Making Waves - All About Ultrasound BloG
Studying for that ARDMS or CCI ultrasound registry exam can be brutal!
So we've covered this topic a few times before, but it is always helpful to revisit some of these study tips. Passing your ARDMS or CCI Ultrasound Registry exam is easier than you think.... There's no need to worry!
Don't stress over it... just study. Mastering ultrasound physics or any other ultrasound specialty can be so overwhelming and often it can you make you want to give up. Don't give up! You've got this! Keep on studying and use these simple tips to study and PASS your ultrasound registry!
Hope these tips help you pass your ultrasound registry. For more help and tools to pass - check out our ultrasound registry reviews with quizzes and tools to help you master the ARDMS and CCI registries! Sign up for a FREE TRIAL (no credit card needed) of our Ultrasound Physics SPI Registry Review Course that includes our PASS GUARANTEE and pass with us!
It is so easy to get caught up with our patients who need our immediate attention for things that aren't even ultrasound related and even seasoned sonographers can ignore physics altogether, but when we take it back to the basics, this is where image optimization begins. So, let's take a step back and look at the basics again..... Doppler principles and hemodynamics... I know, I know, for some just saying the words brings tears to their eyes as they recall sleepless nights studying for the Ultrasound Physics registry! But no need to fear! Doppler is simple when you break it down. So the Doppler Effect is quite simply either a positive shift which is a compression in the wavelength (a higher frequency) or a negative shift, which results in an elongated wavelength, (a lower frequency) and this is of course all relative to the observer.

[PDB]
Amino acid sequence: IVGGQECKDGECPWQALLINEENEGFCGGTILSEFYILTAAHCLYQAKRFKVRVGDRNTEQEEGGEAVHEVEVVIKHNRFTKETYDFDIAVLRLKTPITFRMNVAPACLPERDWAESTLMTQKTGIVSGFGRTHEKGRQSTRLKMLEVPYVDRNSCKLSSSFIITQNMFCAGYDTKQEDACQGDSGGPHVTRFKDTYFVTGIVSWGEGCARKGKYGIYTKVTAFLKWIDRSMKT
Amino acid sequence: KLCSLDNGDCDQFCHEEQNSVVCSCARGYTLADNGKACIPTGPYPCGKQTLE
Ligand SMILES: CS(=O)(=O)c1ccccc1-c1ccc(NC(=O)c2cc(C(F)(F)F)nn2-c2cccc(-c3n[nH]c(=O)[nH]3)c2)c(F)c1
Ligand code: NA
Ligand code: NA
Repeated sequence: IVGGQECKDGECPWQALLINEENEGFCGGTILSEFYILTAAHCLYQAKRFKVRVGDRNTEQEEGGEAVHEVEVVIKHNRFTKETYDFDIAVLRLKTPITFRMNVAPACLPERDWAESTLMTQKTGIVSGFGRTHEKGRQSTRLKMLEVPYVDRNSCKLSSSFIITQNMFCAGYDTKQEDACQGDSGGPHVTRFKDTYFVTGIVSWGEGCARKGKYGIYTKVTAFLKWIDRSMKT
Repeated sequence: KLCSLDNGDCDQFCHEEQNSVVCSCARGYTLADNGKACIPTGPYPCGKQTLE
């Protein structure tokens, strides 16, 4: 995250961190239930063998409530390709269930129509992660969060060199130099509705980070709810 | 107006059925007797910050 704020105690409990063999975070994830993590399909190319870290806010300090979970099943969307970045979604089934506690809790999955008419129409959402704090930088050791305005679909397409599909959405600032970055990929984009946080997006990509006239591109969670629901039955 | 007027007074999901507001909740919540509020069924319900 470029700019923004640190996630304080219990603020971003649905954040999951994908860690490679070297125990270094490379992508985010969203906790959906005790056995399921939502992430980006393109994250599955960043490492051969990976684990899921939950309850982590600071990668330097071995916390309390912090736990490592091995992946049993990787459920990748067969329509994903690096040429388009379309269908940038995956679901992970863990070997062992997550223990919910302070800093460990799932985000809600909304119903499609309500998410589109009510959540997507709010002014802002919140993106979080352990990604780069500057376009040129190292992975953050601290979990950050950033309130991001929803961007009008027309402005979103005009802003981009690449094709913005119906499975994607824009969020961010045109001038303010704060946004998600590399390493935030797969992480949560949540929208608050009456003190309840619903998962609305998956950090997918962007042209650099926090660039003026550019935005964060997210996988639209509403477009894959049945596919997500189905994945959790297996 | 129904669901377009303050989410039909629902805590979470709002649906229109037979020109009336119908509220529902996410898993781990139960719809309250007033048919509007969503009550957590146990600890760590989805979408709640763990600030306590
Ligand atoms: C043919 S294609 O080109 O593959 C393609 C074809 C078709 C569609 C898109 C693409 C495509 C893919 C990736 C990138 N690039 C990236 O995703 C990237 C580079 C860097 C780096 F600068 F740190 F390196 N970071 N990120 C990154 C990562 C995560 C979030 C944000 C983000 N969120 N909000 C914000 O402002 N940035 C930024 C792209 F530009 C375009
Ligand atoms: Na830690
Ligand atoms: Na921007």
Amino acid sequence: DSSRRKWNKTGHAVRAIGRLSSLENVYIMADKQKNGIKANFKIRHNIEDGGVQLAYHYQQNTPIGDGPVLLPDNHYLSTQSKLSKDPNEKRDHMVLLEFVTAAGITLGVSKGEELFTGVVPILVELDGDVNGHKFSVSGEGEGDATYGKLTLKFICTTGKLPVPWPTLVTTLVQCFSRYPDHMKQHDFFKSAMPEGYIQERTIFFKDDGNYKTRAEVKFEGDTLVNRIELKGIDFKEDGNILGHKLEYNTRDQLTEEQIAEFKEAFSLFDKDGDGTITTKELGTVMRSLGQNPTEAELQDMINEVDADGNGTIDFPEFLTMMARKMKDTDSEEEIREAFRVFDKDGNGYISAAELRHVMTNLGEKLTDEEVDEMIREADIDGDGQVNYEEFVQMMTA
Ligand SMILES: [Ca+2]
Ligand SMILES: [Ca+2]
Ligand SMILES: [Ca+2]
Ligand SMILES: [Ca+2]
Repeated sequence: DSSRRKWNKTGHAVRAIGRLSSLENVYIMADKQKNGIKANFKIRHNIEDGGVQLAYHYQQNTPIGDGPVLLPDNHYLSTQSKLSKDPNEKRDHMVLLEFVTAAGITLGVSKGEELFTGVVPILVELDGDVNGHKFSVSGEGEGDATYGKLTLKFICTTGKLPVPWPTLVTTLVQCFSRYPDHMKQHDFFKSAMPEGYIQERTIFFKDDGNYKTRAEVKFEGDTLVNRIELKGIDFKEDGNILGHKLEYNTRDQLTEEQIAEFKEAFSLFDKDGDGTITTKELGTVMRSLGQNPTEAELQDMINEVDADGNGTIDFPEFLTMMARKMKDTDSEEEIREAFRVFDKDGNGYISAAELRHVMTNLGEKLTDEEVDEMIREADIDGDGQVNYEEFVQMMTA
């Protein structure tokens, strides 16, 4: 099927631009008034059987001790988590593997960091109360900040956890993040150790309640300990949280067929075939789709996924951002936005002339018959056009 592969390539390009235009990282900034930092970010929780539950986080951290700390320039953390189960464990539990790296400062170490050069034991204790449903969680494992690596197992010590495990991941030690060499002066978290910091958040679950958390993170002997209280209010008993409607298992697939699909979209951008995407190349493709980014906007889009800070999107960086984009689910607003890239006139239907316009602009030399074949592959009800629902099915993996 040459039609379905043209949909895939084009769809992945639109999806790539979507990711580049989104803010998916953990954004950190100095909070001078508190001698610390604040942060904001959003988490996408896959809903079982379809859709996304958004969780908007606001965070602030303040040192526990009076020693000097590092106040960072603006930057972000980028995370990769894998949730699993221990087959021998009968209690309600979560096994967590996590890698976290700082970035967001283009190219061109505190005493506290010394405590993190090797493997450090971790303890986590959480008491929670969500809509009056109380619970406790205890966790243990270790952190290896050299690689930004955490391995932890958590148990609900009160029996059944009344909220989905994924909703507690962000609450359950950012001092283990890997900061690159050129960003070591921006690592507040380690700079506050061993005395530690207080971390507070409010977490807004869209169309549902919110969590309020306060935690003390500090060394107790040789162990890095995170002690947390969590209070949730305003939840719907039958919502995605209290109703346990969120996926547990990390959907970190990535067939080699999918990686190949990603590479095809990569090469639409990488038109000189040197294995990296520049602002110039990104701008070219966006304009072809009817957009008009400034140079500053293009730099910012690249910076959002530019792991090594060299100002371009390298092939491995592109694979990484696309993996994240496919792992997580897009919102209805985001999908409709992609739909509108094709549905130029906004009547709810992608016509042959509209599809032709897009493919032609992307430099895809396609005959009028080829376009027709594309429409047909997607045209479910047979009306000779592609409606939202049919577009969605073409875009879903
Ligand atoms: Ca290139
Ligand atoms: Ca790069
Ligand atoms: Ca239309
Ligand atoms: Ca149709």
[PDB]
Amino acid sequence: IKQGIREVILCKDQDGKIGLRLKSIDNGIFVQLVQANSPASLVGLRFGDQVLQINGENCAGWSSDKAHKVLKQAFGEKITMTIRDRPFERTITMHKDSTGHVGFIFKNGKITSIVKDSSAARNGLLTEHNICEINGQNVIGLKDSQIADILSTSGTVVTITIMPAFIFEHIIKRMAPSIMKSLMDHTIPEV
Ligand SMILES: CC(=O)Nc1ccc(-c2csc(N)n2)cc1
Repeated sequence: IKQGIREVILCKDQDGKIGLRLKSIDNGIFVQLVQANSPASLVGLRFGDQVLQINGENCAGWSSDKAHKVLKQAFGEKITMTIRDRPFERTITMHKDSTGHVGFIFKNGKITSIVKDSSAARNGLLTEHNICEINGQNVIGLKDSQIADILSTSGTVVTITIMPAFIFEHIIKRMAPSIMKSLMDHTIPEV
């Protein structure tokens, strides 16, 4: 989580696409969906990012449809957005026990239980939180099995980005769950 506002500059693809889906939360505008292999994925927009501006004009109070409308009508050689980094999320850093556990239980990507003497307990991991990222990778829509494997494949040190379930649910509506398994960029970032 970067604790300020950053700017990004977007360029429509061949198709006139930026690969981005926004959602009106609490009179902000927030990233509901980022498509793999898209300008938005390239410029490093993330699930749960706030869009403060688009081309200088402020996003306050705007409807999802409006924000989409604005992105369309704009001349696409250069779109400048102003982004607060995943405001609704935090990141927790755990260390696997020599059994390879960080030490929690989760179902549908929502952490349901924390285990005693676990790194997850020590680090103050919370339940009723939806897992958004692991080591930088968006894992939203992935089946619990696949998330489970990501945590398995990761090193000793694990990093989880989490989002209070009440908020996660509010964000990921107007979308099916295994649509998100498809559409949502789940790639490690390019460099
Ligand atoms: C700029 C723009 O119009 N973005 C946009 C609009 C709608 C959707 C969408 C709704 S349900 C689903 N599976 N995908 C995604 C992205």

So what does this have to do with Doppler ultrasound? I'm glad you asked.
Doppler frequency shifts come from moving red blood cells and give us the spectral display that we see in Continuous Wave and Pulse Wave Doppler. The velocities obtained from these frequency shifts can also be displayed in Color Doppler, superimposed on top of the 2D ultrasound image. This is a method of displaying the mean or average velocity, while the spectral Doppler display can quantify specific velocities, like the peak systolic and end diastolic velocities, at a point in time.
Because the Doppler frequency shift is relative to the position of the observer, this is important when placing the Doppler sample and angle of insonation. The Doppler sample volume is the "observer" and the frequency shift created by the moving red blood cell is what we are evaluating on the spectral display. But what happens if the observer changes position? The velocity observed will be different. This is extremely important for Doppler Angle. The Society for Vascular Ultrasound recommends that scanning angle be maintained between 45-60 degrees. While we know that the closer to 0 degrees, the more accurate the velocity result because of the math and the cosine of the angle, try getting that on a your average carotid Doppler. It is often not attainable and so for reporting and to maintain consistency in the lab, it is best to stay within the range of what can be easily obtained on most exams.
So as you can see from the image, as the angle of insonation is moved, the velocity result is SIGNIFICANTLY impacted. This can be a very big factor in following up serial ultrasound studies if the same Doppler angle is not used for follow up exams. This is why it is so important to look at the previous study images, especially if there is disease. So when you're scanning don't forget these very basic settings and factors that can have a large impact on your patient's results.
Studying for your SPI ULTRASOUND PHYSICS REGISTRY?
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